For the second time in a month, Prentice Foreman — charged with murder in the death of a woman 40 years ago — has been denied a request to fire his attorneys.
Foreman, 60, will continue to be represented by the Public Defender's office after a judge denied his Marsden motion Thursday afternoon. Another Marsden motion brought by Foreman in mid-January was also denied.
Marsden hearings are closed to the public; it's unclear what issues Foreman has brought up.
Nevertheless, there's been a shakeup in the public defenders representing him.
Previously, Public Defender Pam Singh and Deputy Public Defender Paul Cadman were Foreman's attorneys. On Thursday, however, Deputy Public Defender Ernest Hinman replaced Cadman before the Marsden motion was even heard.
It's unclear what led to the change. A gag order has been issued in the case and attorneys are barred from speaking about it.
Also Thursday, Judge John S. Somers granted a motion from the defense for pretrial discovery that includes any documentation from the Bakersfield Police Department as to the chain of custody of DNA evidence taken from the crime scene.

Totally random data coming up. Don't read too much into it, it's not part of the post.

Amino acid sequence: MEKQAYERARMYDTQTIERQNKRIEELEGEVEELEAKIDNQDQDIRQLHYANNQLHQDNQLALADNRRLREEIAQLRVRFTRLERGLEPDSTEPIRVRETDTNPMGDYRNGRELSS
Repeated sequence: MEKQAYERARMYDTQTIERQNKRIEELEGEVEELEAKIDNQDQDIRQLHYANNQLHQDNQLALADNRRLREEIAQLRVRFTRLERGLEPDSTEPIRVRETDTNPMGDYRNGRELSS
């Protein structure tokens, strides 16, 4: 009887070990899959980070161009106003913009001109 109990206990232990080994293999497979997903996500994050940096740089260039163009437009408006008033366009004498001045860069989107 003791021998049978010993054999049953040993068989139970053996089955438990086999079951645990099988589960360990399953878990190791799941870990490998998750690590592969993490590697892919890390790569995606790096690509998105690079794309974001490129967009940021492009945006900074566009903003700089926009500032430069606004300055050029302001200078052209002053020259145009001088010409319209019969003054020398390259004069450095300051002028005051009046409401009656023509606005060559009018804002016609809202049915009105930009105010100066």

Prosecutor Gina Pearl said she will contact the lead investigator with that request. She said other items are are currently being tested for DNA evidence, but the defense has everything she plans to use during Foreman's Feb. 16 preliminary hearing.
Foreman is accused of killing 18-year-old Dawn Koons, whose body was found Jan. 16, 1979, in a bathtub in her apartment, according to court documents. Her wrists were bound, and a pillowcase covered her head.
A pathologist determined she had been strangled.
Semen found at the crime scene was retested in recent years, and in October returned a hit matching Foreman's DNA profile, according to the documents. He was arrested Dec. 20 and charged with first-degree murder with special circumstances.
He faces the death penalty if convicted.
Questioned by police in 1979, Foreman said he didn't know the victim, and would just say "hello" to her when he saw her around the apartment complex where they both lived in the 2200 block of South Real Road, according to the documents. He said he was never inside her apartment.
Before the gag order was issued, Cadman told The Californian a fingerprint matching another man, a now-dead sex offender, was found at the crime scene. Pearl at the time said she couldn't comment on a pending case.